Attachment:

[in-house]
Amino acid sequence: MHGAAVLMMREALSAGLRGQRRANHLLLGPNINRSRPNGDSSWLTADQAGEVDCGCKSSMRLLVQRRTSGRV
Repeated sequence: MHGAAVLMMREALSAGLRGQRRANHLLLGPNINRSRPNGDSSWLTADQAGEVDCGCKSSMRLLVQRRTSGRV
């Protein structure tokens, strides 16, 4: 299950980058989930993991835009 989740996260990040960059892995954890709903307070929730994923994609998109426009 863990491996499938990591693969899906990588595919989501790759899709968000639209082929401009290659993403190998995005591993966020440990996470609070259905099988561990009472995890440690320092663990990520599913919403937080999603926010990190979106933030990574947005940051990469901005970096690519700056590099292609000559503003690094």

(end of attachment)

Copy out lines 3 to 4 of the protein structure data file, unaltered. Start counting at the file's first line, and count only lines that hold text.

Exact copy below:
Repeated sequence: MHGAAVLMMREALSAGLRGQRRANHLLLGPNINRSRPNGDSSWLTADQAGEVDCGCKSSMRLLVQRRTSGRV
């Protein structure tokens, strides 16, 4: 299950980058989930993991835009 989740996260990040960059892995954890709903307070929730994923994609998109426009 863990491996499938990591693969899906990588595919989501790759899709968000639209082929401009290659993403190998995005591993966020440990996470609070259905099988561990009472995890440690320092663990990520599913919403937080999603926010990190979106933030990574947005940051990469901005970096690519700056590099292609000559503003690094």